$300,000 on Credit Cards and an 815 FICO Score

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Last updated on July 28, 2019 Comments: 11

The choice to use credit cards tends to be more personal than financial. While credit card use can be the gateway to a lifetime buried in debt, it doesn’t have to be. Most people are Type A credit card users. Type A credit card users see credit cards as a tool for buying anything for which cash might not be available. This leads to spending more than one can afford, increasing debt month after month. Type A credit card users often pay interest and sometimes pay late fees, increasing the cost of the use of the credit issuer’s money.

Type B credit card users use credit cards as a spending tool. They take advantage of the float provided by credit card issuers, a form of leverage, to delay their payment, allowing their own money to keep earning interest in a savings account. Type B users pay their bill on time and in full every month, collecting valuable rewards. The fees that Type A individuals pay to credit card issuers — as well as interchange fees issuers charge merchants — cover the cost of accepting Type B credit card users. Without the income generated by borrowers who pay interest and late fees, credit card issuers might need to reduce the rewards offered to those among Type B.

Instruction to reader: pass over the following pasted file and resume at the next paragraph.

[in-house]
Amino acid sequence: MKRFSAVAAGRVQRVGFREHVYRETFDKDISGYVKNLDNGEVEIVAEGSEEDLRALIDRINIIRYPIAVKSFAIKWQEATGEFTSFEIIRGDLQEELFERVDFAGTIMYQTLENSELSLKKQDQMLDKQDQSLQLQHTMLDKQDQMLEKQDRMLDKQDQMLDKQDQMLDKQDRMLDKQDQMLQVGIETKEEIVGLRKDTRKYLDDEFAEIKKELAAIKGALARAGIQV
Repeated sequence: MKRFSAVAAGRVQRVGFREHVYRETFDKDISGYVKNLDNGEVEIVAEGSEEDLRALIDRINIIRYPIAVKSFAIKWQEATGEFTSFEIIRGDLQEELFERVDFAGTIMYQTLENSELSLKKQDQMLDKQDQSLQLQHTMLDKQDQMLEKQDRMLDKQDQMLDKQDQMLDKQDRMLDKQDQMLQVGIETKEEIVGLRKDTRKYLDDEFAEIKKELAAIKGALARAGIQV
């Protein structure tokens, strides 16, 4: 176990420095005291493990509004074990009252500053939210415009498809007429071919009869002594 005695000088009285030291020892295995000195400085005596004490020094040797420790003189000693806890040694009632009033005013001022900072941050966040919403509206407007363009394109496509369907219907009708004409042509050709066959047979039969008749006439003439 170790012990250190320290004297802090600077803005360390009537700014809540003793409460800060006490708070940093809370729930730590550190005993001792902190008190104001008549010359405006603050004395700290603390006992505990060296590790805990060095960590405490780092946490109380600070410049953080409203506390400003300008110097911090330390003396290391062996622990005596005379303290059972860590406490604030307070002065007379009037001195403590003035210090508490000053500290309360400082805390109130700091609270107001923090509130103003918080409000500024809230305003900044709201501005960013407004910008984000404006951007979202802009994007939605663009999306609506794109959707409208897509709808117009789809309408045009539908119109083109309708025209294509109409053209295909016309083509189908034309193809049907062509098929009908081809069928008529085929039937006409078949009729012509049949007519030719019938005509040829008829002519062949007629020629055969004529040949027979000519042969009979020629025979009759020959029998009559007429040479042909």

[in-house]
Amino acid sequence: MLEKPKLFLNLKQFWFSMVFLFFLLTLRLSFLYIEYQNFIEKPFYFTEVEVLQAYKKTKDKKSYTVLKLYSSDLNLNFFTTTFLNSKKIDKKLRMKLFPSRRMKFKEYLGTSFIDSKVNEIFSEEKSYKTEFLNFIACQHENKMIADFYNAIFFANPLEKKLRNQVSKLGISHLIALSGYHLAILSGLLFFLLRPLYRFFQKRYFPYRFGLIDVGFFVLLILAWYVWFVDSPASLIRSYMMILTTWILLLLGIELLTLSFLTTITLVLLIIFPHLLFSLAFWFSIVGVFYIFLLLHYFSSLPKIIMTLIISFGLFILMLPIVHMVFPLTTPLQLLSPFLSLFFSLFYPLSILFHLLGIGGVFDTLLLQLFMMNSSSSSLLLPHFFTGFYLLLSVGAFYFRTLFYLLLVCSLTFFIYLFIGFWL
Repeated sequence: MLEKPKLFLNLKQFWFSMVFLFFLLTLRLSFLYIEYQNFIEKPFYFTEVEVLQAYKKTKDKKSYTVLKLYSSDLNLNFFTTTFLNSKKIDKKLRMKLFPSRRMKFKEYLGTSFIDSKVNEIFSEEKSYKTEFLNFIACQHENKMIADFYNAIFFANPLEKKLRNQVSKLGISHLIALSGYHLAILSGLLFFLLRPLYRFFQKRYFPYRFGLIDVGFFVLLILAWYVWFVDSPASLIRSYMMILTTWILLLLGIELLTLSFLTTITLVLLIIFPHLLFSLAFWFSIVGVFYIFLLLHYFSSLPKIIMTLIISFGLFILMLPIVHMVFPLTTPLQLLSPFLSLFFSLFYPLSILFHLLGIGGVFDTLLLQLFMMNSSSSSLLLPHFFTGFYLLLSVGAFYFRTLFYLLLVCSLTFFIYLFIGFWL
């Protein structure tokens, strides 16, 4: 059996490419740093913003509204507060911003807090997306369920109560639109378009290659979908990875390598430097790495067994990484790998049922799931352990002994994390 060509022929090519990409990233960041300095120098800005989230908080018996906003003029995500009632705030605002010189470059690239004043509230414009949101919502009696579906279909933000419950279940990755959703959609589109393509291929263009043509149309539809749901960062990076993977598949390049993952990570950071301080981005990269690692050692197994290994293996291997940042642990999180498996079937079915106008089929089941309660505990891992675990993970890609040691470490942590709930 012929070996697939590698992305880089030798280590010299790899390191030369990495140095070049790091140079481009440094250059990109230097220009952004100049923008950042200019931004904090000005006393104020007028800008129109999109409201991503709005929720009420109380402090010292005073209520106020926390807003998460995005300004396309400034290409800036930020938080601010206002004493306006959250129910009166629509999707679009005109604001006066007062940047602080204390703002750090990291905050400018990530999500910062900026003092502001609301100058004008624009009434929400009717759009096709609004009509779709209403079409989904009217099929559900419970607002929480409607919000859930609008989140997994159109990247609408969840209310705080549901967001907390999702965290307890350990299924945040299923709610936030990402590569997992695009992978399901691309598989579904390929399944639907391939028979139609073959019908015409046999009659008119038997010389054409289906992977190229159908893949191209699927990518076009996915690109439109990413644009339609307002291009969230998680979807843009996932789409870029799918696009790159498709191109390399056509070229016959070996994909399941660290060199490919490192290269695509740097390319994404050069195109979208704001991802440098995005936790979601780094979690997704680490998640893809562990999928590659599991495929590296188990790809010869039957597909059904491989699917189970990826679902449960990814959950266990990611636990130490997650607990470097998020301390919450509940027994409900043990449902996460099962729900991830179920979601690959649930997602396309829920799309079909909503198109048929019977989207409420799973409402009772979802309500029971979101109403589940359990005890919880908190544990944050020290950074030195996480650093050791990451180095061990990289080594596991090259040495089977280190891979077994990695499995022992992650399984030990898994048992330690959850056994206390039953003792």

There’s more about Type A versus Type B credit users in this article about breaking the credit card habit.

Pete D’Arruda is a good example of how far Type B credit card users can go. While Pete admits to occasionally carrying a balance, when he does, it’s a fraction of the $300,000 total credit limit he has over 25 credit cards. I can’t imagine why anyone would need that much credit, but Pete seems to have created this financial situation just as a proof of concept. It may have paid off. He claims to have a FICO credit score of 810-815, squarely in the “excellent” range. His good score has likely saved him thousands of dollars thanks to lower interest rates and more favorable insurance terms, and with a mix of good credit cards, he is accumulating rewards points that he can use. Pete has also used his good credit history to negotiate annual fee waivers on some of his credit cards, including the elusive Visa Black Card.

Extreme perspectives are always interesting. There are many people who, as a reaction to overspending and climbing out of debt, have sworn off credit cards completely. Any credit card use is seen as bad or dangerous. For some spenders, that might be the case. I wouldn’t suggest anyone with a tendency towards compulsive or emotional spending to seek the latest credit card offers. For people who don’t have their finances under control, credit cards can be destructive. The choice of a financially secure individual to refuse all credit card usage, despite the potential for earning rewards and taking advantage of the float is an extreme action, just like Pete is an extreme example in the opposite direction.

Moderation may be more boring, but it’s the right answer for most people. Anyone who is financially prudent can take advantage of a few, appropriate credit card offers. Not everyone, even those who are completely in control of their finances, should attempt what Pete D’Arruda has done. A few mistakes could be costly.

Photo: SqueakyMarmot

Article comments

Donna Freedman says: